Bedroom Closet Built-in

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Project by senomozi posted 06-24-2010 10:03 PM 7121 views 16 times favorited 12 comments Add to Favorites Watch

The starting point for this project was a typical bedroom closet with bifold doors. The first step was to re-frame the door opening to make it almost as wide as the inside of the closet space. The idea to go with painted bevel-edge raised panel doors and drawer faces stemmed from the customer’s wish to have the unit blend-in with adjacent doors.

The frame and panel doors are roughly 30” wide x 60” high. The rails and stiles are 1 1/8” thick solid poplar assembled using floating tenons as opposed to the usual cope and stick approach. The raised panels are made from 3/4” thick solid poplar and were painted before the doors were assembled to account for seasonal wood movement. Each door rides on three SOSS #208 hinges, mortised into the door and the frame. Folllowed the manufacturer’s recommendation and located the middle hinges much above the centerline of the doors. These hinges are amazing. Very accurate and very smooth.

The drawer faces are 3/4” thick solid poplar frame and panel construction. The drawer boxes are made from 5/8” thick solid poplar. They are roughly 15” wide x 26” long x 6” deep, assembled with through dovetails on all four corners. They ride on full-extension ball bearing self-closing slides.

The remaining elements are made from maple veneer plywood edge banded with solid poplar. The paint is 100% acrylic latex diluted at 10% and spayed using an HVLP system. All built and painted in the shop.

-- Senomozi - Gatineau, Canada

12 comments so far

View Cato's profile


701 posts in 3701 days

#1 posted 06-24-2010 10:29 PM

It all looks super to me and I am sure your customer was very pleased with your work. I know I would.

View Dan'um Style's profile

Dan'um Style

14181 posts in 4371 days

#2 posted 06-24-2010 11:03 PM

nice job.looks good

-- keeping myself entertained ... Humor and fun lubricate the brain

View Richard 's profile


394 posts in 3509 days

#3 posted 06-24-2010 11:17 PM

I like your design, very neat and concise. It almost looks like there could be a secret compartment in the back for christmas gifts or something you want kept out of sight. The finish looks very nice.

-- Richard Boise, Idaho

View lanwater's profile


3111 posts in 3322 days

#4 posted 06-25-2010 12:23 AM

Very nice closet. It definitely blend in.

Great job

-- Abbas, Castro Valley, CA

View senomozi's profile


60 posts in 3544 days

#5 posted 06-25-2010 12:52 AM

Deke asked: “What is the cabinet structure behind all this.”

Aside from the drawer unit and the cubby holes storage the structure is whatever was there before. I.e 2×4 stud walls with 1/2” drywall. This is what made the most sense since everything was going to be painted. Had the customer asked for a “real wood” unit I would have glued 1/4” veneer plywood to the drywall and used small mouldings to hide gaps in the corners.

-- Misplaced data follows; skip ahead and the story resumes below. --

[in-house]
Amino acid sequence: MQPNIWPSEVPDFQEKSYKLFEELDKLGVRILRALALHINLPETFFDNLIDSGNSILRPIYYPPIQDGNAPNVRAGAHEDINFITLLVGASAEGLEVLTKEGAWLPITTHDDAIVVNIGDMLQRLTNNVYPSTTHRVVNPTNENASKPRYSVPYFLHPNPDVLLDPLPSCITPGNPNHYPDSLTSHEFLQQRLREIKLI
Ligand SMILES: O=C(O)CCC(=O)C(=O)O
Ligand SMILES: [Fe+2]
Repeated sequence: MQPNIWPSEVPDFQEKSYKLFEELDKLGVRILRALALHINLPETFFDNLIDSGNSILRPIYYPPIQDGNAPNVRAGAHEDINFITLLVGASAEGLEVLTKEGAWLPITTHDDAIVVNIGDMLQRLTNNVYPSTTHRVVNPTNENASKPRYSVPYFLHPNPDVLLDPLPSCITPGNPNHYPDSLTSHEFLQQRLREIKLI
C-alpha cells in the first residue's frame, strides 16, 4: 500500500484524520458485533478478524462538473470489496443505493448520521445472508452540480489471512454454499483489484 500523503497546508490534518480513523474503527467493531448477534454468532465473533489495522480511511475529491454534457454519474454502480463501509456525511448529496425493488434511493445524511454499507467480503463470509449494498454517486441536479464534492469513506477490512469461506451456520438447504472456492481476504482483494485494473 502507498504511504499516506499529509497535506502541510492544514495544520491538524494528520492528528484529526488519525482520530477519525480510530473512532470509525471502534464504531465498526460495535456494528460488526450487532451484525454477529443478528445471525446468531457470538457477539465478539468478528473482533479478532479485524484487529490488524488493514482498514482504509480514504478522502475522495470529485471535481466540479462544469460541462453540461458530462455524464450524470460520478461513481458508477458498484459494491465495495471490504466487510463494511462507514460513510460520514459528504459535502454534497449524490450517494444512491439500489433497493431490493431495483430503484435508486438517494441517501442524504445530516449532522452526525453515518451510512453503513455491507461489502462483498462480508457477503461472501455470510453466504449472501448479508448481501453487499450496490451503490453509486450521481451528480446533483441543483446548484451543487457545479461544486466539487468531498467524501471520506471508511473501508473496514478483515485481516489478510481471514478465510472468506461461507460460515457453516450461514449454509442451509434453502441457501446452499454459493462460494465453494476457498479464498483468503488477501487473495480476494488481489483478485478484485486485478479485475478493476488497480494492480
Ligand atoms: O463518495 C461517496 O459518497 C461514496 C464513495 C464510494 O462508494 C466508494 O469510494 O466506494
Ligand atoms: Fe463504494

The drawer unit is a single entity that is 1” narrower than the width of the rough opening:

I decided to go with one unit because it was small enough to handle by myself. With bigger built-ins I create modules that I assemble on site. Similar to how kitchen cupboard modules get installed. This allows me to do all the work in the shop, which translates into better fitting joints and a better finish (in my humble opinion).

Because the inside of the closet space is wider than the rough opening, there is a little bit of space wasted between the sides of the drawer unit and the drywall.

On top of the drawer unit is a piece of 3/4” maple veneer plywood that is a little smaller than the width and depth of the closet space. Notches at the front to account for the fact the rough opening is smaller. It was installed only after the drawer unit had been secured with 3” screws into the studs:

After that I installed the two cubby hole units. I used two units because it would have been impossible to get a single unit of equivalent width inside the closet and rotated to sit on the top.

At thsi point there are gaps between the top, the cubby hole units and the walls. I used a quarteround moulding to hide these gaps.

Hopefully this answer your question. If not let me know.



-- Senomozi - Gatineau, Canada

View a1Jim's profile


117627 posts in 3965 days

#6 posted 06-25-2010 12:56 AM

A great looking built in a classic look and design

View Beginningwoodworker's profile


13345 posts in 4061 days

#7 posted 06-25-2010 03:09 AM

Nice built-in, Senomozi.

View Steven_rock_doc's profile


7 posts in 3475 days

#8 posted 06-25-2010 03:17 AM

I agree with deke, These look way better than the ones I just built. I hope my wife doesn’t see this.

View Howie's profile


2656 posts in 3311 days

#9 posted 06-25-2010 04:26 AM

Definitely some serious craftsmanship. Nice job!

-- Life is good.

View Ken90712's profile


17671 posts in 3577 days

#10 posted 06-25-2010 11:03 AM

Man this is so well done that I stared at it for 5 min. This is perfect….. Although the knobs look like they’re about 1/10000000000000000 off…. Im just saying noting can be perfect…LOL Really this is perfect! The finish work is flawless!

-- Ken, "Everyday above ground is a good day!"

View BuilderMan's profile


92 posts in 3346 days

#11 posted 06-25-2010 02:57 PM

This is a good idea and looks great. I may have a homeowner that needs something like this one day. Thanks.

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